changed my mind mighty quick when I seen how close the Rebs was. Had I not done so, they would have had me before I had the hat. There was also several negroes with the column when we left the station. They certainly were some group of pickininnies and were from three days to one hundred years old. All those that were big enough to carry something did so. They had axes, shovels, cradles, anything imaginable. Some were only half dressed; others fairly well dressed. They crowded the road so we on the horses went into the fields. We speeded up the horses so we would not have to carry their stuff. They got hold of several of our packhorses—wish they would have gotten them all, as they were always a nuisance. They were used mostly for carrying gear and for the officers. They could have done without necessities as well as we. The negroes were all retaken and taken back to Stony Creek. I certainly pitied them but was glad to be relieved of them. But such are the fortunes of war. After Stony Creek we laid on a big plantation. They had a lot of molasses in barrels. We withdrew it and filled our canteens. It was very clear but it did not have a good taste. We took it back to camp and cooked taffy out of it, but one dose was enough for each of us, as I never took a physic that worked so well. There was a lot of shoats at the place and we got to butchering them. I got interested in three and put them on the horse over the saddle and I started back to camp where I would split my pork prize with the boys. We hid some in the bushes and some under a blanket and when we wanted some we would cut some off to cook and then pull the blanket back over it. Next day, the Rebs came and I put a pig and my gear over the saddle but we were pushed too fast and I used my bowie knife to cut my saddle straps—that’s the quickest way to unload a horse. I was glad I had my bowie knife as I had loaned it to a friend in Co. B and I thought it was gone for good, but he just brought it back two days before I really needed it to get the pigs and get rid of them. We eluded the Rebs and back to camp where we rested for several weeks and did our share of picket duty. Then we had the fight at Boydton Plank Road. That only lasted till we had them cleaned out. We got ourselves a few prisoners and recovered all our wounded. From there we went to Hatcher Run. Here, hundreds were killed and most of the wounded died except those who could manage to get back after dark. The dead here were not buried until after the surrender. This happened in October 1864 and I went back about five months later in April 1865. The weathered bodies were in layers at some places and most were fleshless. They were gathered together sometime later and buried. How many there was, the Lord only knows. Our lines at that place were only about 500 yards apart with two picket lines in between. The pits were so close that I seen one of our men throw a testament from his pit over to a Johnny. And we and the Rebs got along here until the negroes joined our line. From then on they always kept pecking at each other. The Rebs did not like the nigger and neither did the nigger like him. They both seemed to be afraid of each other and from that time on there was not much sociability along that part of the line. But down at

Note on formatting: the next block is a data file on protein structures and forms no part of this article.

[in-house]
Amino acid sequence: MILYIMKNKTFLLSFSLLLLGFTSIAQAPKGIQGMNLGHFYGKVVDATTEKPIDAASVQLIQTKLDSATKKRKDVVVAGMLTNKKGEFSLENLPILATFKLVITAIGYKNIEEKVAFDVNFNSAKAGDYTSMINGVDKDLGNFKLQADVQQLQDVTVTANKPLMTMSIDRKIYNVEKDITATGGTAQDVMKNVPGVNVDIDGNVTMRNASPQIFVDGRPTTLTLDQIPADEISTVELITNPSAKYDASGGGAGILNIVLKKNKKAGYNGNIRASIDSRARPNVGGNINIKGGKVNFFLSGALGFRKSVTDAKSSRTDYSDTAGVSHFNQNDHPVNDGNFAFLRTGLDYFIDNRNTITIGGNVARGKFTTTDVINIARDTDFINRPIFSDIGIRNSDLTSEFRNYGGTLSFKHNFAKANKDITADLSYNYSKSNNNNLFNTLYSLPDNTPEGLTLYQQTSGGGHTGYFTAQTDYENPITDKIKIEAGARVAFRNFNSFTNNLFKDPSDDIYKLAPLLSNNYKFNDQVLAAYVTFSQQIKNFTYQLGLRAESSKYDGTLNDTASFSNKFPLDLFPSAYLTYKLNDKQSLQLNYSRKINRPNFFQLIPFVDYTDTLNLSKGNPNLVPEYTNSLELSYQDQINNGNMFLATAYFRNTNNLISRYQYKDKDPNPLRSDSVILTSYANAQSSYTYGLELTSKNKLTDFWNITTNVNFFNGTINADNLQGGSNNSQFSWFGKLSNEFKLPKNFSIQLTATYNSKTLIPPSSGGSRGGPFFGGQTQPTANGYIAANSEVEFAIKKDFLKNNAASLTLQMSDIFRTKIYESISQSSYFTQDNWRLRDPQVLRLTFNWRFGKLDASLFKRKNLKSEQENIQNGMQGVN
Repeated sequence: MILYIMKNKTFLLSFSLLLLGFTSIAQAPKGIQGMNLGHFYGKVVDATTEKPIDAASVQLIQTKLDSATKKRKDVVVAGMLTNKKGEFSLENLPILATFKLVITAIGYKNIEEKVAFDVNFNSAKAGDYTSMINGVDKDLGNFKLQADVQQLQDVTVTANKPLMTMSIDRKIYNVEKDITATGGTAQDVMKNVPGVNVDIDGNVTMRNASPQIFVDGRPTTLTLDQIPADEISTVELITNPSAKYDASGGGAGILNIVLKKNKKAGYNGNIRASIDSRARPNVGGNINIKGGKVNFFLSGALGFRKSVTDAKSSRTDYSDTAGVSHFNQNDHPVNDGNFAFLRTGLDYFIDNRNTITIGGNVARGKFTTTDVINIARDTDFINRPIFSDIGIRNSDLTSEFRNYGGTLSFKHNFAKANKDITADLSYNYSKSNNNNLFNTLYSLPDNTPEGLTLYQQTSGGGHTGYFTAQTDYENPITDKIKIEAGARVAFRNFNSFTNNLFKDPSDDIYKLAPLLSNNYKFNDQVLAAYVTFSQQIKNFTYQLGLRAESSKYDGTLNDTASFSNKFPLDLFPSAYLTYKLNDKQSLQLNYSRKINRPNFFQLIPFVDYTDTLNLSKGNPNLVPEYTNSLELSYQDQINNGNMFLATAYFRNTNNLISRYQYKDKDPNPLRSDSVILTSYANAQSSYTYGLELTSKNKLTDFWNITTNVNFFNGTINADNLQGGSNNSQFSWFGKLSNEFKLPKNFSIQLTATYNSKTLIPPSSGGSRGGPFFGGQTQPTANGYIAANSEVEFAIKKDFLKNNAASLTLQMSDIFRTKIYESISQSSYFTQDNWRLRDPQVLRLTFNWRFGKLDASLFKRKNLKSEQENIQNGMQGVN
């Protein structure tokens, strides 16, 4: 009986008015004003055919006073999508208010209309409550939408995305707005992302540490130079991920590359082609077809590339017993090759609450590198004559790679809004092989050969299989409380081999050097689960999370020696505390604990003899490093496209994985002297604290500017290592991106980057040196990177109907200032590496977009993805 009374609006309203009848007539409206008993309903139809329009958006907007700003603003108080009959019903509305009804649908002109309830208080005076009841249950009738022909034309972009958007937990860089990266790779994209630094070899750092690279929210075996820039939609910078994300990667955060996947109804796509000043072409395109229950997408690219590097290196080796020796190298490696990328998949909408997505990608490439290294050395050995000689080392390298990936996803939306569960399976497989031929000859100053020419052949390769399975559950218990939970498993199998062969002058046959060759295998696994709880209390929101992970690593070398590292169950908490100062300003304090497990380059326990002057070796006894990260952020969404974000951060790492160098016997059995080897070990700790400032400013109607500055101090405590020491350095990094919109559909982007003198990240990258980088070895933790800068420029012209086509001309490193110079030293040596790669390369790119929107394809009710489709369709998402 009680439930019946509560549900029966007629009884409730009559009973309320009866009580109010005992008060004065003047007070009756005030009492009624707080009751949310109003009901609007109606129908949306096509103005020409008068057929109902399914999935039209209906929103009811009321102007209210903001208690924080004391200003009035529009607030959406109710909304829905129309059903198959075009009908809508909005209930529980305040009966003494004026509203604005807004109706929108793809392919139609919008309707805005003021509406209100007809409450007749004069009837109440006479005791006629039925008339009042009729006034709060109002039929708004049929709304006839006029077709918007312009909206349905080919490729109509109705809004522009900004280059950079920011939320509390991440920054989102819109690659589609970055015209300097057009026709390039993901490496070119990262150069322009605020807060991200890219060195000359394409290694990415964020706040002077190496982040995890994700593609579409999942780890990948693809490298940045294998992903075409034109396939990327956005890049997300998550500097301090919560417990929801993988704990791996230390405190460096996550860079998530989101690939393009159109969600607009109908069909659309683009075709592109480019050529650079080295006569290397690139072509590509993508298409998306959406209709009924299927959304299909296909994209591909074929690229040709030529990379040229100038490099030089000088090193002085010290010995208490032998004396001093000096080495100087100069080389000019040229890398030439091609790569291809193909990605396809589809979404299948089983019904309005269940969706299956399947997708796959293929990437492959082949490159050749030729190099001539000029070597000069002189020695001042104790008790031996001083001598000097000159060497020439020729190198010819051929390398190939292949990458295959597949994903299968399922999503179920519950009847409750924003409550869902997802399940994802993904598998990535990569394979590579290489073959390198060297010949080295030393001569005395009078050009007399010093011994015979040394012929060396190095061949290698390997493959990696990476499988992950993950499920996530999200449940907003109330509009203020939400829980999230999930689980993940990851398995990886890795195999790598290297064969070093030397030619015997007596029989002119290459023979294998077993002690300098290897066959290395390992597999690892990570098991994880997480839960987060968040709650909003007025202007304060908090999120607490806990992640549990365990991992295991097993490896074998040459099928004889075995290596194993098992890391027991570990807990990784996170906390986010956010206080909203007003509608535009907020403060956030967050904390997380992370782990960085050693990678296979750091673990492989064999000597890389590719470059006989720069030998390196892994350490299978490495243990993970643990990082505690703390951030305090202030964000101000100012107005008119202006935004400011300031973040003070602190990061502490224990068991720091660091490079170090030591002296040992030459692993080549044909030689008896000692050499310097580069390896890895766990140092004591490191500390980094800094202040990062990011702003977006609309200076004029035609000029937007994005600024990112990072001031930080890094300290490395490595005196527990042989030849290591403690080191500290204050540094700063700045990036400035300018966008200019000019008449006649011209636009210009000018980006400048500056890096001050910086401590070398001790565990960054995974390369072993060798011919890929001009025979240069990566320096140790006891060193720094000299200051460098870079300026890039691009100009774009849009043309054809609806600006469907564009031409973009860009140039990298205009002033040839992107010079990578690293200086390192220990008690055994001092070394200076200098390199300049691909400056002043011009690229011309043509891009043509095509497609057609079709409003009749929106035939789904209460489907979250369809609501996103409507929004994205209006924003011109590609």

Fort Hell on our side and Damnation on their side they had a trading station. Someone would holler, “Have anything to trade, Yank,” that’s what they called us. Then someone would reply that he had a rich prize and they would meet at the agreed spot called trading station. Sometimes, it would be only one or two and I seen as high as a dozen from each side there at one time. It was a kind of a truce among ourselves and it was never violated. The Rebs’ trading goods generally consisted of tobacco, which our boys were glad to get. The Rebs mostly wanted coffee and sometimes salt, which we had a surplus of. They had other trading stations, but there were orders issued that stopped it. I only traded twice—I did not like their good looks. One day there was an order sent to advance our picket line and to straighten out a curve that was in it. Their line and ours was about a half a mile apart. There was a ravine between our lines that you could not see in and we were afraid that the Johnnies would work their way in it and surprise us. At some places, we had to get within three hundred yards of their lines, almost up to their pits. We all dreaded to be out in front and I am sure no man would escape, as their picket would hear us. We had to pull our timbers up slowly and then put one on top of the other. They were fastened good, and ground scraped and shoveled over them. This way we built a fence about fifteen hundred feet long and there wasn’t a shot fired at us. After we came in, about a hundred others went out with picks and shovels. They dug pits about eight feet square and two feet deep for the pickets to lay in. About two o’clock in the morning, the details had the picket lines advanced almost to the Johnnies’ pits without a shot being fired from the other side. It was remarkable we had not all been killed, bit the next morning we knew why. While we were working so hard to build the abutments and pits, they had retreated about a half mile and were reinforced with artillery. It was about dark that evening when they started an artillery duel. They shot the hollow shells with time fuses on them. You could easily see them coming in after dark and they came like rain. You could see the fire sputtering at the fuse like a falling star, and when you saw one coming you could move to the left or right as the case might require. We were relieved and fell to the rear, where I was put on detail to help dig wells. Every two companies would have a well in partnership. Water had been very scarce and we had to go from ten to twelve feet deep and then we would hit plenty of water. We had trouble to keep the gravel and sand out of the first two feet. Then we would hit loam and sand, then about four feet of yellow clay. The balance would be hardpan and the deeper we got, the harder the pan would be. After we got through that, there would be plenty of water. But we always had to be raking the sand out, but we corrected this by setting a cracker box in the bottom. There was a regiment laid on a hill; they dug or tunneled a well that was 101 feet deep. They had steps down all the way. I was down once and I concluded I would rather fetch my water somewhere else, even if it was further, and so I did. When we build Fort Hell, that was all after night; they would have one company one night and another the next night. I suppose it was about 90 to a hundred feet long. It